According to Lyon, the most dramatic change facing mobile app developers derives from the FTC's steps to redefine what the concept of "personal information" entails. The commission proposes including not only a child's email address but also "any other substantially similar identifier that permits direct contact with a person online," e.g. an IM name, a video chat name or a VoIP identifier. At the same time, the FTC would not consider screen names or usernames used solely to support internal operations to fall under the "personal information" umbrella--nor would it include persistent identifiers like IP addresses, customer numbers in cookies, processor or device serial numbers, or unique device identifiers if they are dedicated exclusively to supporting internal operations. "The proposal is unclear about whether the use of analytics information in apps is covered under the internal operations exception," Lyon says. "It's an open question for app developers, especially those using analytics to work hand-in-hand with carriers and device manufacturers."
The FTC also seeks to expand personal information to encompass any identifiers that connect a child's activities across different websites or digital services (described as "a catch-all category covering the online gathering of information about a child over time for the purposes of either profiling or delivering behavioral advertising to that child"). Also slated for inclusion: Photographs, videos, or audio files containing a child's image or voice (updating the current COPPA standard that includes photographs only when combined with "other information such that the combination permits physical or online contacting") along with geo-location data sufficient to pinpoint a street name along with the name of the corresponding city or town.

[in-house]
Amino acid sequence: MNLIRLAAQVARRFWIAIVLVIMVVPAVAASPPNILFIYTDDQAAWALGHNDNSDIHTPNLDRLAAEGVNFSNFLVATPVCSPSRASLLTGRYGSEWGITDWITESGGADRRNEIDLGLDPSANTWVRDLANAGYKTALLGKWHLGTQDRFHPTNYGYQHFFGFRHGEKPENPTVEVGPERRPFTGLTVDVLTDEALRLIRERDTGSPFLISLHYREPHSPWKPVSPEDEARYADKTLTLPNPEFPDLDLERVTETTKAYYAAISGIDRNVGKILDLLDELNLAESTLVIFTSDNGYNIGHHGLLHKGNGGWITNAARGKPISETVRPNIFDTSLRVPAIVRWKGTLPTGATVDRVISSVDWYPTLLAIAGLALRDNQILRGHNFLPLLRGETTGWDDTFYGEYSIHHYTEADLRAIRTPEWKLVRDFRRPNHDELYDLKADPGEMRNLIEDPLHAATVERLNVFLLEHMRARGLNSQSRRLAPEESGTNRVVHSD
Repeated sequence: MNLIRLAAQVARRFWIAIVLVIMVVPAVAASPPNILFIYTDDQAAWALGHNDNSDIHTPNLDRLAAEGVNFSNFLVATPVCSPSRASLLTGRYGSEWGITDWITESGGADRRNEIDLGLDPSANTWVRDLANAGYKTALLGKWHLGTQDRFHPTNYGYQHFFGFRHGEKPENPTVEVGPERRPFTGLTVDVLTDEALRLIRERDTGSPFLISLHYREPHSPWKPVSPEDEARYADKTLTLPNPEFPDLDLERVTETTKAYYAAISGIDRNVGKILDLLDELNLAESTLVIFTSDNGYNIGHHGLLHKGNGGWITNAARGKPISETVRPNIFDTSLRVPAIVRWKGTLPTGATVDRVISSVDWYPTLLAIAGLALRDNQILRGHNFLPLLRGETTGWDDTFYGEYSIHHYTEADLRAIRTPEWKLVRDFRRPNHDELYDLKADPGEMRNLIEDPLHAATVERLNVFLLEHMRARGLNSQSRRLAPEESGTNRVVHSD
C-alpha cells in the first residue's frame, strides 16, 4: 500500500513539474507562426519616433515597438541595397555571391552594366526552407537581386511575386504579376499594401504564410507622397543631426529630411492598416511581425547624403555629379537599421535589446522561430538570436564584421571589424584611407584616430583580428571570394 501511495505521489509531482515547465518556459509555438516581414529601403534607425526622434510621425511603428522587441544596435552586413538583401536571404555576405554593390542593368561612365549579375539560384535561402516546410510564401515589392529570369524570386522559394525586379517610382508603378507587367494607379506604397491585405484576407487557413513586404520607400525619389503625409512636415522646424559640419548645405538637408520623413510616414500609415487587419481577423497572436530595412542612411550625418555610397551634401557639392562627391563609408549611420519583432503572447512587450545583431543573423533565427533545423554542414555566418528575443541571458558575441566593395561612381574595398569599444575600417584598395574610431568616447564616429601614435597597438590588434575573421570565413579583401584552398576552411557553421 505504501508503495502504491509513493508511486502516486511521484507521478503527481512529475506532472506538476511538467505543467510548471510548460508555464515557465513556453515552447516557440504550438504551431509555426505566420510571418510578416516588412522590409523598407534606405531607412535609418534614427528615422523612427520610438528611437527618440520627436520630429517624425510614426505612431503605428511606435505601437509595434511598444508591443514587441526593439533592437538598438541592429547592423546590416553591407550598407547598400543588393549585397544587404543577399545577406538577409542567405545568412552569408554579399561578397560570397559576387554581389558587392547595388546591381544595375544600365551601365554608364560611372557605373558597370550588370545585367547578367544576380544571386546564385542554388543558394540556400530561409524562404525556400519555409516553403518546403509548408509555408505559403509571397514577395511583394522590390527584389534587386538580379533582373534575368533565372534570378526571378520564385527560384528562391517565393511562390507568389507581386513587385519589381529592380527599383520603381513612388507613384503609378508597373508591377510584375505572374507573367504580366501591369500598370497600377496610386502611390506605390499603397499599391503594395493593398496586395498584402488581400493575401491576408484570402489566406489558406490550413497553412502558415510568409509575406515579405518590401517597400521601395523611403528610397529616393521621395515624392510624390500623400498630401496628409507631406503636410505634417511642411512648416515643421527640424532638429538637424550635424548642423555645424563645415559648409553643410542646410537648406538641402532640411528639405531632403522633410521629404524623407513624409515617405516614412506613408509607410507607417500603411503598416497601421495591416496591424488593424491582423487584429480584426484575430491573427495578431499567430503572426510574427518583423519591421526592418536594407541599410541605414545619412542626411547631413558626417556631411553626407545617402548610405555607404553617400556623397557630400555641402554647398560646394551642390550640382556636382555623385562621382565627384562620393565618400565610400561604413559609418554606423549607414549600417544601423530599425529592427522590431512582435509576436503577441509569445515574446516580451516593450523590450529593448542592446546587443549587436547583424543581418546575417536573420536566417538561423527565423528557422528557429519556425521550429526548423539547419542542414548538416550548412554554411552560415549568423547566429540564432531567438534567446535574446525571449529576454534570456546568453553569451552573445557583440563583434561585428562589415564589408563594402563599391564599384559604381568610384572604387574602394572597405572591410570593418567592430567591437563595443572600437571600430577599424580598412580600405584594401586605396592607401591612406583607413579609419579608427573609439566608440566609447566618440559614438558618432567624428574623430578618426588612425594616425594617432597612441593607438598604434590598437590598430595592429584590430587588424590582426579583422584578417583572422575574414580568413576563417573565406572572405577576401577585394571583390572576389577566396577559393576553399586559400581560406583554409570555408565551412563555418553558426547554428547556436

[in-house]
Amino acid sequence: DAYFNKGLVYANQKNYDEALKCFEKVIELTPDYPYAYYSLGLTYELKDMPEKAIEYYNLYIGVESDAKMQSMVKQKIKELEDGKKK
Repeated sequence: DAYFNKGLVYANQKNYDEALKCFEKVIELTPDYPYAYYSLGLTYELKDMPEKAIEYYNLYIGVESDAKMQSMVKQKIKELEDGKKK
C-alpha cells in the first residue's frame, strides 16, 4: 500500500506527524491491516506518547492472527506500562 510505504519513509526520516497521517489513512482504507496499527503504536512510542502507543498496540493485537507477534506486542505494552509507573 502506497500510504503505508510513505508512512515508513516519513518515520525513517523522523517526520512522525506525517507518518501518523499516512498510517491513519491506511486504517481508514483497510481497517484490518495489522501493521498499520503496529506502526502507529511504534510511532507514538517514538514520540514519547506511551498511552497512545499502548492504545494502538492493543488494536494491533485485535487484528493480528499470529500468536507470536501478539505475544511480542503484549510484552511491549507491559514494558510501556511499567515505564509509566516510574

Buried within the FTC proposal is another item Lyon says demands closer scrutiny: A reference to "multiple operators" of a website or online service, which she says could suggest joint liability shared among developers and partners like mobile advertising services. "It's very unclear whether both can be liable," she admits. "The FTC proposal doesn't provide much guidance--for example, it doesn't describe what would trigger an ad network to be liable under COPPA. And what if the mobile app developer isn't aware a mobile ad network partner is collecting data, or if the mobile ad network isn't aware of what the app is doing? It's a parenthetical mention, but it warrants a lot of attention."
Still another slippery question: Just what constitutes mobile content aimed at children, anyway? "Look at Angry Birds--you might think it's a kids' game, but you know and I know that many adults enjoy it," Lyon says. "There are many games that look to be made for children that aren't. There's such a blurring of lines. What's the answer--voluntary labeling? Is age-gating sufficient, or do you have to quarantine content? [The FTC] raises so many questions."
Which is why the true impact of the COPPA revamp may remain unknown for some time to come, but make no mistake: It will change the rules of the game. "If your app is not directed to children, an easy way to avoid COPPA is not to gain knowledge of children's personal information or have connections with any third-party services directed to children," Lyon says. "For others with animated content or games, you need to look more closely at the [proposed] rules and determine whether this affects the data you're collecting. The FTC is clearly focused on this area. Everyone in the mobile space should be paying attention." -Jason
P.S. Make sure to check out our feature on gaming startup Hidden Variable here.